In Iowa, the medicine is too expensive and not potent enough to help most people. Getting approved as a patient is cumbersome and bureaucratic. There are only five dispensaries, none located in rural Iowa.
After five long years, only 3,300 sick Iowans have been able to cut through the red tape to legally obtain medical cannabis. More than 70 percent of these patients suffer from intractable, severe and chronic pain.
Patients want the choice of medical cannabis when they are faced with serious, life threatening medical conditions.
Sadly, a few short months ago this board derailed very modest improvements supported by 137 Iowa legislators that would have helped these patients suffering from intractable pain.
Meanwhile, Iowa remains awash in powerful, highly addictive narcotic pain pills. It’s astonishing that in the first six months of 2019, Iowa doctors wrote 850 thousand narcotic prescriptions for 307 thousand Iowans. More than half were prescribed addictive opioids like fentanyl.
So follow this. There are more than 300 thousand sick Iowans taking narcotic pain pills while only 3,300 patients have been able to access safer, medicines made from cannabis.
When are we going to start protecting Iowans from deadly, drug company opioids?
The board’s misplaced obsession with THC has clouded your ability to actually help people. THC is medicine and Iowa patients are capable of managing it.
This is NOT about having a party, it’s about helping people that are dying and sick.
Earlier this year Illinois ended marijuana prohibition.
On January 1, adults 21 years of age and older will be able to legally buy products made with marijuana.
The good news is that Iowa medical cannabis patients will have much easier access (albeit illegally) to less expensive, far more effective medicines closer than Colorado.
The bad news is that this could put Iowa medical cannabis companies out of business.
These companies that have invested millions are all losing money now and they will lose much more as their patients take their business to Illinois.
Like it or not, without thoughtful and immediate improvements to Iowa law, Illinois businesses will become major suppliers of medicine to Iowa patients.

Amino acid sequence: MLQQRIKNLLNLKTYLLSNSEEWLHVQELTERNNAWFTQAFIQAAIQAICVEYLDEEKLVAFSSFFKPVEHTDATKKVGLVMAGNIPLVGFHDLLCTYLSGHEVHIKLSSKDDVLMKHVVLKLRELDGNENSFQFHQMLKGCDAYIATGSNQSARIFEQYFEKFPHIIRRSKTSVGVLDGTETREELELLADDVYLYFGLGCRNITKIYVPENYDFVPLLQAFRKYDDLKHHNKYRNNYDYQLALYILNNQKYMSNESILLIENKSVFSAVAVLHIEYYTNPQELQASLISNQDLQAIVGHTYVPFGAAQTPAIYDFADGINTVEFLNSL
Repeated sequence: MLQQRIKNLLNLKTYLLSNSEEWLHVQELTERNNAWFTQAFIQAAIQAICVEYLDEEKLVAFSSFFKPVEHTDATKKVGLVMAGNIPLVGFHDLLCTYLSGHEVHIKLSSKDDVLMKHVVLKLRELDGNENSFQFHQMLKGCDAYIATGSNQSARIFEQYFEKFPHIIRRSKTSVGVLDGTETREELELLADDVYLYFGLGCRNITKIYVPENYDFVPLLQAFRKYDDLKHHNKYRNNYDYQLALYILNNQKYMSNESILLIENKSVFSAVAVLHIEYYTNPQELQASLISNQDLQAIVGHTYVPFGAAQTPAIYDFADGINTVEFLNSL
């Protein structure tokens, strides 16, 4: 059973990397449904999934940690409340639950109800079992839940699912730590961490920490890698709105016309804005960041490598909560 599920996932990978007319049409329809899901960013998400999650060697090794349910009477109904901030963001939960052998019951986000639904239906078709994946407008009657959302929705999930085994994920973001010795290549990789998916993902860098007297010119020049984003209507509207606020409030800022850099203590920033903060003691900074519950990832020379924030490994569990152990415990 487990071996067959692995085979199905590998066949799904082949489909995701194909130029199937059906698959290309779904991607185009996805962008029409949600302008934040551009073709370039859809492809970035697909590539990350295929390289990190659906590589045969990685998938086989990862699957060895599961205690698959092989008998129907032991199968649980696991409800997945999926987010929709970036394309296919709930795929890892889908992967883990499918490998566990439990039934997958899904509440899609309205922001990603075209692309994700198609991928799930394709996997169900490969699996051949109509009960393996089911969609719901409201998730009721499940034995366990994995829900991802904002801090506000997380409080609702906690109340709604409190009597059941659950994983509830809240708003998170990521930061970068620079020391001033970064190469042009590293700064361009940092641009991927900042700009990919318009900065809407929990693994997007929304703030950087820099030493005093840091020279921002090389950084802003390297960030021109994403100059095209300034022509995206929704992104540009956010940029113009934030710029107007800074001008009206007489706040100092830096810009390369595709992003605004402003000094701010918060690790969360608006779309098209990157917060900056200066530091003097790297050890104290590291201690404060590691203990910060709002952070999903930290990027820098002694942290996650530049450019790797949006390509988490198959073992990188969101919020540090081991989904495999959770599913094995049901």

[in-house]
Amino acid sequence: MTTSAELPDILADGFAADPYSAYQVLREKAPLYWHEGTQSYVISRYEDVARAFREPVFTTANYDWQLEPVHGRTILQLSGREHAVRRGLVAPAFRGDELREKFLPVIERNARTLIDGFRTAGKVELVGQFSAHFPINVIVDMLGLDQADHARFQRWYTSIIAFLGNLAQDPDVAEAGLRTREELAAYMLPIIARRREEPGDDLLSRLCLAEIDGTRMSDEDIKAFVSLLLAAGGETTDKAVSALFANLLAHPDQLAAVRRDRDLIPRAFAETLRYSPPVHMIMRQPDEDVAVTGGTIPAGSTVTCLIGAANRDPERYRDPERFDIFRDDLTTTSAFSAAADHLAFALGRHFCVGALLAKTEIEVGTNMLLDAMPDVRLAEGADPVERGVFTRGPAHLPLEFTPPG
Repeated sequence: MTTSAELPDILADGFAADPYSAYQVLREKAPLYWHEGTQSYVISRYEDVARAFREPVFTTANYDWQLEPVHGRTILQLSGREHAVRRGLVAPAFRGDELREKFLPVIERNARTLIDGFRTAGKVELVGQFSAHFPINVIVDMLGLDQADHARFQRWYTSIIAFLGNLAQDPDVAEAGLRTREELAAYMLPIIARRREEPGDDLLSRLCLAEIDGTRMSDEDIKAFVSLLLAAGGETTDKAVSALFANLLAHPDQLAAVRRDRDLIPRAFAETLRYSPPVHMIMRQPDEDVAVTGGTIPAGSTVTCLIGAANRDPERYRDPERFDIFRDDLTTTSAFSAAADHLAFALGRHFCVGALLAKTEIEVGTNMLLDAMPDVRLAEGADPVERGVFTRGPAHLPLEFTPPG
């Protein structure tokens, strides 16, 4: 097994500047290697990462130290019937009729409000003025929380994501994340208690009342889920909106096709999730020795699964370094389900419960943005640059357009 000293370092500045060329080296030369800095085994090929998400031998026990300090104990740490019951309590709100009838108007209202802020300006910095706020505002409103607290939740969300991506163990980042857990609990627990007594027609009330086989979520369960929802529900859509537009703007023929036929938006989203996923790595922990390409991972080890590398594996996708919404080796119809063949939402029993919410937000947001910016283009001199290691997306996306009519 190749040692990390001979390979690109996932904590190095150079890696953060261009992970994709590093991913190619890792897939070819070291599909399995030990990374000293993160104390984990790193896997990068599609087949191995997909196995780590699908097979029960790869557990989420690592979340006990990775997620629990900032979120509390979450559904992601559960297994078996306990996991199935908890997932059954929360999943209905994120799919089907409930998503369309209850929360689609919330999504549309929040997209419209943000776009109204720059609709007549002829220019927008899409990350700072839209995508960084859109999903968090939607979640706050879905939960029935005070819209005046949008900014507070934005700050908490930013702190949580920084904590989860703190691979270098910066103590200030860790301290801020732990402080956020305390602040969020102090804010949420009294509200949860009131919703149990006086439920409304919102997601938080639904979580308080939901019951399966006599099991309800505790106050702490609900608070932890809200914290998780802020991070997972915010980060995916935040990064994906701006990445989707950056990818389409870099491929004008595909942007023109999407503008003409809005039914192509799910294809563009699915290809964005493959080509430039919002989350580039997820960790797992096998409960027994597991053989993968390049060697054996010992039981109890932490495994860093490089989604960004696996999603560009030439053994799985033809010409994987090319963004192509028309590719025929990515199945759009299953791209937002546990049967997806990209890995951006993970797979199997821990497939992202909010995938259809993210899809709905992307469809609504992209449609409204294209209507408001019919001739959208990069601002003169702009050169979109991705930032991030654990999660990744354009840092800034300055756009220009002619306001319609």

This mess is Governor Reynolds, the Republican legislature’s and yours to fix.
It won’t happen until you start listening to patients and put their needs first.
For Immediate Release: July 1, 2019
Legislative leaders announce next steps in the fight for Iowa medical cannabis reforms
News Conf Video: https://youtu.be/3LZjZNil7gQ
Legislative advocates for reforming Iowa’s “worst in the nation” medical cannabis program say they will keep fighting for much needed reforms vetoed by Governor Reynolds.
“Representative Forbes and I called on our colleagues to join us in calling for a special session to overturn Governor Reynold misguided veto of modest improvements to Iowa medical cannabis program,” said Senator Joe Bolkcom of Iowa City. “We are happy to report that every Democratic member of the Iowa Senate and Iowa House signed the call for a special session. Unfortunately, not a single Republican lawmaker acted to defend their votes.”
In April, House File 732 passed the Iowa House by a vote of 96 to 3 and the Iowa Senate by a vote of 40 to 7.
“We gave our Republican colleagues the opportunity to make a wrong by the governor into a right. They ignored us,” said Representative Forbes. “Now it is time to take action to make sure Iowa’s elected officials are advocates for people who are sick and not able to access and afford effective medicines.”
The two legislators said they would immediately press for a legislative interim committee to prepare legislation for passage early in the next session beginning in January, 2020.
“An interim committee would include public meetings and public input,” Bolkcom said. “Secret meetings between the Governor and legislative Republicans failed to get the job done. The Legislature needs to listen to patients and create a better program that meets their needs.”
The Legislative Council Committee is scheduled to meet Thursday, July 11, 2019, at 11:30 a.m. in Room 22, at the State Capitol.
“The July 11th meeting will be very important for Iowans who want to have the same access to effective medicines that most other Americans already have,” said Forbes. “The goal now must be seeing the necessary medical cannabis reforms signed into law shortly after the January start of the 2020 session.”